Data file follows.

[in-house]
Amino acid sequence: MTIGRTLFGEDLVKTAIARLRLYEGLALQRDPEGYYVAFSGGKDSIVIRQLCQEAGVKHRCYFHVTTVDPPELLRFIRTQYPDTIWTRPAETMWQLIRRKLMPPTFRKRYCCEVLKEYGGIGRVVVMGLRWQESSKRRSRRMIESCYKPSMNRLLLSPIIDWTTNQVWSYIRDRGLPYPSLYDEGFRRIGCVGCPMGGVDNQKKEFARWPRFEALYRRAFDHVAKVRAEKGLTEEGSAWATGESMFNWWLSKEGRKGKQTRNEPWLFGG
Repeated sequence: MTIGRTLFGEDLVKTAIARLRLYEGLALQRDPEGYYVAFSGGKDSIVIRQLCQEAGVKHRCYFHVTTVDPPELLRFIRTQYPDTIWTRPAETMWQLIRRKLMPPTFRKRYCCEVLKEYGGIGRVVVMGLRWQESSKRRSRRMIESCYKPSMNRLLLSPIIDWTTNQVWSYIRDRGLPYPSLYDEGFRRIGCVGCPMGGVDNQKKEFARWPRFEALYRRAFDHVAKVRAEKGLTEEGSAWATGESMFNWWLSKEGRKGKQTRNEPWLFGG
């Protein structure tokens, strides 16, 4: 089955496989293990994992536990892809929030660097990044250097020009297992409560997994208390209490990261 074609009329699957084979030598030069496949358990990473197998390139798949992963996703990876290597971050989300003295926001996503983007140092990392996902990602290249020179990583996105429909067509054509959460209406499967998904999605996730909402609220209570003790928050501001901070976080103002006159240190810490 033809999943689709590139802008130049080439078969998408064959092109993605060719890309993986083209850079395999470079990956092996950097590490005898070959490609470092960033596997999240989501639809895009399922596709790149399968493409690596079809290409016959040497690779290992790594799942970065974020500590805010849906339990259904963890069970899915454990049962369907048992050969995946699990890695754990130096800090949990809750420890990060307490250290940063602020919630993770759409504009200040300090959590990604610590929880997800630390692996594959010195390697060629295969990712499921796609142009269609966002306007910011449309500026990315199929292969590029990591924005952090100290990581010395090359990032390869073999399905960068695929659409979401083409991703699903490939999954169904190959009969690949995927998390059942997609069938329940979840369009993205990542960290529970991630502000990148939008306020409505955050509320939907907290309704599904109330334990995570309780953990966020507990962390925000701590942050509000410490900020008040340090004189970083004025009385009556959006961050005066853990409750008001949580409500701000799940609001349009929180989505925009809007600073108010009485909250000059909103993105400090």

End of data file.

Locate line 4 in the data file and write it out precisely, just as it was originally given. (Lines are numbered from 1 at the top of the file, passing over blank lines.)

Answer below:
């Protein structure tokens, strides 16, 4: 089955496989293990994992536990892809929030660097990044250097020009297992409560997994208390209490990261 074609009329699957084979030598030069496949358990990473197998390139798949992963996703990876290597971050989300003295926001996503983007140092990392996902990602290249020179990583996105429909067509054509959460209406499967998904999605996730909402609220209570003790928050501001901070976080103002006159240190810490 033809999943689709590139802008130049080439078969998408064959092109993605060719890309993986083209850079395999470079990956092996950097590490005898070959490609470092960033596997999240989501639809895009399922596709790149399968493409690596079809290409016959040497690779290992790594799942970065974020500590805010849906339990259904963890069970899915454990049962369907048992050969995946699990890695754990130096800090949990809750420890990060307490250290940063602020919630993770759409504009200040300090959590990604610590929880997800630390692996594959010195390697060629295969990712499921796609142009269609966002306007910011449309500026990315199929292969590029990591924005952090100290990581010395090359990032390869073999399905960068695929659409979401083409991703699903490939999954169904190959009969690949995927998390059942997609069938329940979840369009993205990542960290529970991630502000990148939008306020409505955050509320939907907290309704599904109330334990995570309780953990966020507990962390925000701590942050509000410490900020008040340090004189970083004025009385009556959006961050005066853990409750008001949580409500701000799940609001349009929180989505925009809007600073108010009485909250000059909103993105400090």